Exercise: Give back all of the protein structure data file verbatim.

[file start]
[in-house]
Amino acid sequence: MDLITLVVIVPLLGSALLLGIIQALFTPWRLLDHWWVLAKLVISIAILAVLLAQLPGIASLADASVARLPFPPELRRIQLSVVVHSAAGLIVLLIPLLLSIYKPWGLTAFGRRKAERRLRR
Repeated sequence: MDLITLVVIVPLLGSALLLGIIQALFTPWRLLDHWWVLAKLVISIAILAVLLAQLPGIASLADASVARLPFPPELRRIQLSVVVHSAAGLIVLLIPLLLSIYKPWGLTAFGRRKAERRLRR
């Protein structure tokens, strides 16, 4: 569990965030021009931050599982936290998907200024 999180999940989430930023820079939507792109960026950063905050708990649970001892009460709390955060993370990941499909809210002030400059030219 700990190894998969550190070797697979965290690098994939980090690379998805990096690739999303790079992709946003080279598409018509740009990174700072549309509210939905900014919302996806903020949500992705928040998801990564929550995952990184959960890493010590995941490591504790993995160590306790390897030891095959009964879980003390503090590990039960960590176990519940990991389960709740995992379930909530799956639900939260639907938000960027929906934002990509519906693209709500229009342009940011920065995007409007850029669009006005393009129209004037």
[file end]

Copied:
[in-house]
Amino acid sequence: MDLITLVVIVPLLGSALLLGIIQALFTPWRLLDHWWVLAKLVISIAILAVLLAQLPGIASLADASVARLPFPPELRRIQLSVVVHSAAGLIVLLIPLLLSIYKPWGLTAFGRRKAERRLRR
Repeated sequence: MDLITLVVIVPLLGSALLLGIIQALFTPWRLLDHWWVLAKLVISIAILAVLLAQLPGIASLADASVARLPFPPELRRIQLSVVVHSAAGLIVLLIPLLLSIYKPWGLTAFGRRKAERRLRR
């Protein structure tokens, strides 16, 4: 569990965030021009931050599982936290998907200024 999180999940989430930023820079939507792109960026950063905050708990649970001892009460709390955060993370990941499909809210002030400059030219 700990190894998969550190070797697979965290690098994939980090690379998805990096690739999303790079992709946003080279598409018509740009990174700072549309509210939905900014919302996806903020949500992705928040998801990564929550995952990184959960890493010590995941490591504790993995160590306790390897030891095959009964879980003390503090590990039960960590176990519940990991389960709740995992379930909530799956639900939260639907938000960027929906934002990509519906693209709500229009342009940011920065995007409007850029669009006005393009129209004037």